The new geko device, a non-invasive wearable therapy device that treats venous insufficiency and ischemia by enhancing the microcirculatory blood flow in lower limb soft tissue, has been upgraded with an additional 3rd electrode (W3), while the previous version of the device (W2) had only two electrodes
Sky Medical Technology has received the US Food and Drug Administration (FDA) 510(k) approval for its new-generation geko device to treat venous insufficiency and ischemia.
The current FDA approval follows an earlier approval for the previous-generation geko device granted last year, for the same indication.
The UK-based medical device maker has upgraded its new geko device with an additional 3rd electrode (W3), while the previous version of the device (W2) had only two electrodes.
In addition to enhancing nerve stimulation, patient comfort and superior outcomes, W3 provides two 12-hour therapeutic doses, while the W2 device offered two 6-hour doses.
Sky Medical Technology founder and CEO Bernard Ross said: “Achieving this latest 510(k) clearance for the geko device (W3) establishes Sky’s position as a leading innovator in MedTech dedicated to improving patient outcomes.
“Conditions such as venous insufficiency and ischemia are therapy areas sorely in need of innovation, and we are pleased to contribute to improvements in this care pathway that make recovery quicker, simpler and more comfortable.”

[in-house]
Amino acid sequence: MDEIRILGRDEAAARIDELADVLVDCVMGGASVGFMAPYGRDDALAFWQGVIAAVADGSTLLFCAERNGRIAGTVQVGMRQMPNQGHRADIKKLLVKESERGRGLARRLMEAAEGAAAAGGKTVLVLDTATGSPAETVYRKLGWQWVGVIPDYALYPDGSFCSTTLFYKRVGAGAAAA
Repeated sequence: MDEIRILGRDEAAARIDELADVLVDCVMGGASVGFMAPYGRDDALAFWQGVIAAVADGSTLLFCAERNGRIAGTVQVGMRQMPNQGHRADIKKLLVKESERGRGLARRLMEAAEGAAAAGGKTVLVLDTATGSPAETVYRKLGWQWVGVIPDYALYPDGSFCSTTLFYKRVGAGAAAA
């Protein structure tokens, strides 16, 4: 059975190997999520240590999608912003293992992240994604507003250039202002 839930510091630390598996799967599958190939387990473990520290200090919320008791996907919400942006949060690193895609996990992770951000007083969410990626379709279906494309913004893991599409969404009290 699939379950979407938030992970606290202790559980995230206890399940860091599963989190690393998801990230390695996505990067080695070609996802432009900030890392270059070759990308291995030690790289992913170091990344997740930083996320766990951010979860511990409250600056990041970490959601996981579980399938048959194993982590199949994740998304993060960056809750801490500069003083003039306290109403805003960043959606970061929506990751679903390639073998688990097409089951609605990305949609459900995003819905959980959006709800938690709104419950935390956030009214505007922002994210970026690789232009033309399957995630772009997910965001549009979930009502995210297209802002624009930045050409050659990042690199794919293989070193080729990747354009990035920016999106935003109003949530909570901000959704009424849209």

The geko device is a non-invasive wearable therapy device that treats venous insufficiency and ischemia by enhancing the microcirculatory blood flow in lower limb soft tissue.
Designed to be in size of a wristwatch, the disposable device is worn near the knee, which gently stimulates the common peroneal nerve activating the calf and foot muscle pumps.
It results in increased blood flow in the deep veins of the calf, operates without external pressure to the leg, and facilitates complete mobility, said the company.
In three recently published studies, the geko device has increased microcirculatory blood flow in the lower limbs of patients with venous insufficiency and ischemia.
The studies measured the increase using Laser Speckle Contrast Imaging, a non-invasive technique that measures blood flow.
Venous insufficiency and ischemia are caused due to reduced blood flow in the veins and arteries, and may lead to lower extremity oedema, skin changes and discomfort.
The disease can progress to chronic venous insufficiency (CVI), a serious condition characterised by decline in quality of life and loss of work productivity.
If left untreated, progression of venous insufficiency and ischemia to CVI may lead to post-phlebitic syndrome and venous leg ulcers.